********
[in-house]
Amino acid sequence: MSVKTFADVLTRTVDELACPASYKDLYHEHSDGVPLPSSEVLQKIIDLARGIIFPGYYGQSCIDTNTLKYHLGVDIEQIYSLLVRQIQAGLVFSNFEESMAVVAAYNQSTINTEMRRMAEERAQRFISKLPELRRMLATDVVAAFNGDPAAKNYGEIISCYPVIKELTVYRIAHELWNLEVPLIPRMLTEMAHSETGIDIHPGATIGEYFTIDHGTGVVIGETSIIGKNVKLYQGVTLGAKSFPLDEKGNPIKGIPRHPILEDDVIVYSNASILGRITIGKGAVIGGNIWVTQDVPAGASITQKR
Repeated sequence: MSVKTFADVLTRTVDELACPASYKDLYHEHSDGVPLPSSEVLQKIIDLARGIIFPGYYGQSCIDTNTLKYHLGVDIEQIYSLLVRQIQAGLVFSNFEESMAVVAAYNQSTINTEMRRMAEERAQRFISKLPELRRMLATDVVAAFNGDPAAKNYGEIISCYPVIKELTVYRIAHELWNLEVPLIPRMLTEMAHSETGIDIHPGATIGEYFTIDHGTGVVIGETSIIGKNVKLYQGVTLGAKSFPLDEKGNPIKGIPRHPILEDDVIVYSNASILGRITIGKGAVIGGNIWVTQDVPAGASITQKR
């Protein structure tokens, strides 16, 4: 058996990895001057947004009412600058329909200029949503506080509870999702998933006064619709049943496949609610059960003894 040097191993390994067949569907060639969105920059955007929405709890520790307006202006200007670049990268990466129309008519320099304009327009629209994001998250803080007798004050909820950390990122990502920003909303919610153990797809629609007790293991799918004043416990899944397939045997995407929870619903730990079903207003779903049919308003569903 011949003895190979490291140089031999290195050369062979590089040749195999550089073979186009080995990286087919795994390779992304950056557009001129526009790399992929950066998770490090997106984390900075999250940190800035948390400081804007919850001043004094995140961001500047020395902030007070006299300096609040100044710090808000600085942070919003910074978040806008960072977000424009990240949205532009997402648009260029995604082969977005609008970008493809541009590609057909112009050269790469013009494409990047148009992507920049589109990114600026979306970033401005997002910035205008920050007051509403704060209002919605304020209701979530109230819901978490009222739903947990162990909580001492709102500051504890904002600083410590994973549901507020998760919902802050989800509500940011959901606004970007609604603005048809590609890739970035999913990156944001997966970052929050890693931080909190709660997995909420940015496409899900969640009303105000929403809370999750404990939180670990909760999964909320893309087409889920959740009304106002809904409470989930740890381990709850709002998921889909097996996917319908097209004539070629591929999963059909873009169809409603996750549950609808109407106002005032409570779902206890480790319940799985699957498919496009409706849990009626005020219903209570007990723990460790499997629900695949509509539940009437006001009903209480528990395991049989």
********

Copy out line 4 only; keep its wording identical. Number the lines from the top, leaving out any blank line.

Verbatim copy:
């Protein structure tokens, strides 16, 4: 058996990895001057947004009412600058329909200029949503506080509870999702998933006064619709049943496949609610059960003894 040097191993390994067949569907060639969105920059955007929405709890520790307006202006200007670049990268990466129309008519320099304009327009629209994001998250803080007798004050909820950390990122990502920003909303919610153990797809629609007790293991799918004043416990899944397939045997995407929870619903730990079903207003779903049919308003569903 011949003895190979490291140089031999290195050369062979590089040749195999550089073979186009080995990286087919795994390779992304950056557009001129526009790399992929950066998770490090997106984390900075999250940190800035948390400081804007919850001043004094995140961001500047020395902030007070006299300096609040100044710090808000600085942070919003910074978040806008960072977000424009990240949205532009997402648009260029995604082969977005609008970008493809541009590609057909112009050269790469013009494409990047148009992507920049589109990114600026979306970033401005997002910035205008920050007051509403704060209002919605304020209701979530109230819901978490009222739903947990162990909580001492709102500051504890904002600083410590994973549901507020998760919902802050989800509500940011959901606004970007609604603005048809590609890739970035999913990156944001997966970052929050890693931080909190709660997995909420940015496409899900969640009303105000929403809370999750404990939180670990909760999964909320893309087409889920959740009304106002809904409470989930740890381990709850709002998921889909097996996917319908097209004539070629591929999963059909873009169809409603996750549950609808109407106002005032409570779902206890480790319940799985699957498919496009409706849990009626005020219903209570007990723990460790499997629900695949509509539940009437006001009903209480528990395991049989």